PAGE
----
One of the myriad heart problems which can affect your pet is a condition known as aortic stenosis or subvalvular aortic stenosis. With this condition, the blood flow is partially blocked as it leaves the left side of the heart (the left ventricle) into the aorta, which is the major blood vessel that transports blood to the rest of the dog's body. The obstruction can be a small nodule or a fibrous band of tissue, either of which is usually located just below the aortic valve, which is the dividing structure between the heart and the aorta.
Because of this obstruction, the dog's heart must work harder to pump an adequate supply of blood to the dog's body. Over time, this valve usually narrows even further, a condition known as stenosis. [...]
The American Staffordshire Terrier is not among the unhealthiest of breeds, but it does unfortunately suffer from some serious genetic conditions; some of these conditions were not recognized to affect the breed in a serious manner until recently. For example, more and more reports have been coming in of American Staffordshire Terriers (also called Amstaffs) suffering from a variety of problems classified under heart disease, specifically congenital heart disease. Congenital heart disease, or CHD, is a heart condition that is present when the pup is born; it is different from Acquired Heart disease, which is a heart condition that develops later in a dog's life. CHD is rare, but it can result in serious heart failure. [...]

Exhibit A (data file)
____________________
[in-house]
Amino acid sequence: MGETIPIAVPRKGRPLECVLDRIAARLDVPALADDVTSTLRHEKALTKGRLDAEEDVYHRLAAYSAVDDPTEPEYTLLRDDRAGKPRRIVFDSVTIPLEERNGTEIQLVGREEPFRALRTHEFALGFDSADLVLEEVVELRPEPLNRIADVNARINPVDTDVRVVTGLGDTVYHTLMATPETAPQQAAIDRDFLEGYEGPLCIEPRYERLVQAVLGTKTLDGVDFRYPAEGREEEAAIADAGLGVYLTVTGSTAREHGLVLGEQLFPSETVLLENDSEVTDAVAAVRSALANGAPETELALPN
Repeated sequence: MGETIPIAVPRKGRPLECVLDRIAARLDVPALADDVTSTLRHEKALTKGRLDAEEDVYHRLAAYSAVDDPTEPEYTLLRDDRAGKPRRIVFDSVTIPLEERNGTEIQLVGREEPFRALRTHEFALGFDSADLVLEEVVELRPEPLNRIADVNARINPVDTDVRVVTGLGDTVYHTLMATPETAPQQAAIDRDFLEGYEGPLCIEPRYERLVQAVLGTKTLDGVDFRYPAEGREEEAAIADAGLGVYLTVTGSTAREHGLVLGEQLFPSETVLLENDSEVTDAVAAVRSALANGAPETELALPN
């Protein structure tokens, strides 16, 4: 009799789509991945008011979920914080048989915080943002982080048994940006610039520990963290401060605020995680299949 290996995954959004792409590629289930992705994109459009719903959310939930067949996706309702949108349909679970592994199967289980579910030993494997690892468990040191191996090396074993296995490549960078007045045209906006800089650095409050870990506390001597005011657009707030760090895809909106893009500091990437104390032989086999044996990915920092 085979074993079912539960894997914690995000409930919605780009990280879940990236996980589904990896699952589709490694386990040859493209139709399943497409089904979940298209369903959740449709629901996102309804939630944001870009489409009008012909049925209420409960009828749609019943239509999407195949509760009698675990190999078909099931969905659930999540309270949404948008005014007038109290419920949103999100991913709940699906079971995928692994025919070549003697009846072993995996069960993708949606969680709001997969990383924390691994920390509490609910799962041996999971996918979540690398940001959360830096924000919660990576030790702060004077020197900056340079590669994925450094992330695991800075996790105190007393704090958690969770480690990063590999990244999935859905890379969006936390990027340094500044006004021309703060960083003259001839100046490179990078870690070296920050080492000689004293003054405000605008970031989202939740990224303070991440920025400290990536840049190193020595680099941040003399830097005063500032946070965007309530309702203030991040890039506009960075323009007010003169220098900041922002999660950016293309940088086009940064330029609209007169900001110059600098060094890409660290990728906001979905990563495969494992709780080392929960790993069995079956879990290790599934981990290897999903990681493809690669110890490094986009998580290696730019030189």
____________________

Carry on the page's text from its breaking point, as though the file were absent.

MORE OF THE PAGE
There are many, many advantageous to owning a giant breed of dog. As a group these dogs tend to be very calm, steadfast, loyal and loving, plus they are also naturally effective guard and watch dogs. As with most types of dogs and dog breeds, there are also some disadvantages or at least concerns that owners need to be aware of. Most of these health concerns are directly related to the large size of the dogs and can be at least managed by good feeding, routine exercise and proper care for the dogs, especially in their growing stages. [...]